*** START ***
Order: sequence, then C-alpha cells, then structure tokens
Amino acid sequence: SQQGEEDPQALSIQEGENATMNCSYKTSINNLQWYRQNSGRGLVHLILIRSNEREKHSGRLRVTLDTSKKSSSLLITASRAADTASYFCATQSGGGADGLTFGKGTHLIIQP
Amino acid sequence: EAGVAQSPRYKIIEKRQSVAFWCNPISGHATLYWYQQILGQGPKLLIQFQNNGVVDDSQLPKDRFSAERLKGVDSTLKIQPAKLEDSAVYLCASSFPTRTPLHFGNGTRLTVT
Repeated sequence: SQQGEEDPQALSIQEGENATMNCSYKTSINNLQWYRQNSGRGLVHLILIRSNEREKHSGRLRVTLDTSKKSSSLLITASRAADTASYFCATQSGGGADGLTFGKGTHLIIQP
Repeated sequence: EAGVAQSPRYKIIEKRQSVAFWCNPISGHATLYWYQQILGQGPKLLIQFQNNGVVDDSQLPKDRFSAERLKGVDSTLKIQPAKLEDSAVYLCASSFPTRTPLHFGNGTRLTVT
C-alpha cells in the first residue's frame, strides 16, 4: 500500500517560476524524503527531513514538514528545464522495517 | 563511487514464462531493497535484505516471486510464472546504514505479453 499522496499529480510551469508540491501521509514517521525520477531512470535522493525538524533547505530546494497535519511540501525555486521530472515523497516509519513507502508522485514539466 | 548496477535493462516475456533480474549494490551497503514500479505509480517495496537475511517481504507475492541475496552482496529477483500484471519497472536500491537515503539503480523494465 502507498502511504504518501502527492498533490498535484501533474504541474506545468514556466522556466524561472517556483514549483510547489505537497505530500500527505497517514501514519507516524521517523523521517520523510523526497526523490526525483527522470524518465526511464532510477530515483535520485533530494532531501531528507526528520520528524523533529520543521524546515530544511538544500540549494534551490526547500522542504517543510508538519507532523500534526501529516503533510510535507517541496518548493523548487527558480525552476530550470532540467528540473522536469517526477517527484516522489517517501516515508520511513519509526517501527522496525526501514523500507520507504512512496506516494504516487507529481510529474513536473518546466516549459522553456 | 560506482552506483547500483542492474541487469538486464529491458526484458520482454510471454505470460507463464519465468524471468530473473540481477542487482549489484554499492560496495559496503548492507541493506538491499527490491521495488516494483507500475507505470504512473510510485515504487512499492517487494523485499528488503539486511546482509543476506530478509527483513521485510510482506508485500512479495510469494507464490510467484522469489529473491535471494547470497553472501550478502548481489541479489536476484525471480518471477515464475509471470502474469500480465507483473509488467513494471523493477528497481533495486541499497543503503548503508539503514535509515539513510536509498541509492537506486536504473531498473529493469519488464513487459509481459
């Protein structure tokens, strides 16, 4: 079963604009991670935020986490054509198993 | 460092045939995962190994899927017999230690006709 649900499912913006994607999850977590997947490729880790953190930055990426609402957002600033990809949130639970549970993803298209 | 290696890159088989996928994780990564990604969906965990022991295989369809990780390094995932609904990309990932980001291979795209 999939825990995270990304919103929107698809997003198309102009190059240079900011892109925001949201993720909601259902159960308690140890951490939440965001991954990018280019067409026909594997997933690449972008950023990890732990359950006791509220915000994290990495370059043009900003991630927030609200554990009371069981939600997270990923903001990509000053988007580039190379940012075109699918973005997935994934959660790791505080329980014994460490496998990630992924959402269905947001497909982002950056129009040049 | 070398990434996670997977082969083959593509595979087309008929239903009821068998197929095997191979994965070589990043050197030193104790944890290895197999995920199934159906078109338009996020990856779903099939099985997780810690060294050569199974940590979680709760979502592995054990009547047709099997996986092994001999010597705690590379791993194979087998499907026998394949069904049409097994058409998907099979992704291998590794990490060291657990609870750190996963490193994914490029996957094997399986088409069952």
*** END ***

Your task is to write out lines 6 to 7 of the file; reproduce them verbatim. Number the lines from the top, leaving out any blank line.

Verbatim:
C-alpha cells in the first residue's frame, strides 16, 4: 500500500517560476524524503527531513514538514528545464522495517 | 563511487514464462531493497535484505516471486510464472546504514505479453 499522496499529480510551469508540491501521509514517521525520477531512470535522493525538524533547505530546494497535519511540501525555486521530472515523497516509519513507502508522485514539466 | 548496477535493462516475456533480474549494490551497503514500479505509480517495496537475511517481504507475492541475496552482496529477483500484471519497472536500491537515503539503480523494465 502507498502511504504518501502527492498533490498535484501533474504541474506545468514556466522556466524561472517556483514549483510547489505537497505530500500527505497517514501514519507516524521517523523521517520523510523526497526523490526525483527522470524518465526511464532510477530515483535520485533530494532531501531528507526528520520528524523533529520543521524546515530544511538544500540549494534551490526547500522542504517543510508538519507532523500534526501529516503533510510535507517541496518548493523548487527558480525552476530550470532540467528540473522536469517526477517527484516522489517517501516515508520511513519509526517501527522496525526501514523500507520507504512512496506516494504516487507529481510529474513536473518546466516549459522553456 | 560506482552506483547500483542492474541487469538486464529491458526484458520482454510471454505470460507463464519465468524471468530473473540481477542487482549489484554499492560496495559496503548492507541493506538491499527490491521495488516494483507500475507505470504512473510510485515504487512499492517487494523485499528488503539486511546482509543476506530478509527483513521485510510482506508485500512479495510469494507464490510467484522469489529473491535471494547470497553472501550478502548481489541479489536476484525471480518471477515464475509471470502474469500480465507483473509488467513494471523493477528497481533495486541499497543503503548503508539503514535509515539513510536509498541509492537506486536504473531498473529493469519488464513487459509481459
């Protein structure tokens, strides 16, 4: 079963604009991670935020986490054509198993 | 460092045939995962190994899927017999230690006709 649900499912913006994607999850977590997947490729880790953190930055990426609402957002600033990809949130639970549970993803298209 | 290696890159088989996928994780990564990604969906965990022991295989369809990780390094995932609904990309990932980001291979795209 999939825990995270990304919103929107698809997003198309102009190059240079900011892109925001949201993720909601259902159960308690140890951490939440965001991954990018280019067409026909594997997933690449972008950023990890732990359950006791509220915000994290990495370059043009900003991630927030609200554990009371069981939600997270990923903001990509000053988007580039190379940012075109699918973005997935994934959660790791505080329980014994460490496998990630992924959402269905947001497909982002950056129009040049 | 070398990434996670997977082969083959593509595979087309008929239903009821068998197929095997191979994965070589990043050197030193104790944890290895197999995920199934159906078109338009996020990856779903099939099985997780810690060294050569199974940590979680709760979502592995054990009547047709099997996986092994001999010597705690590379791993194979087998499907026998394949069904049409097994058409998907099979992704291998590794990490060291657990609870750190996963490193994914490029996957094997399986088409069952």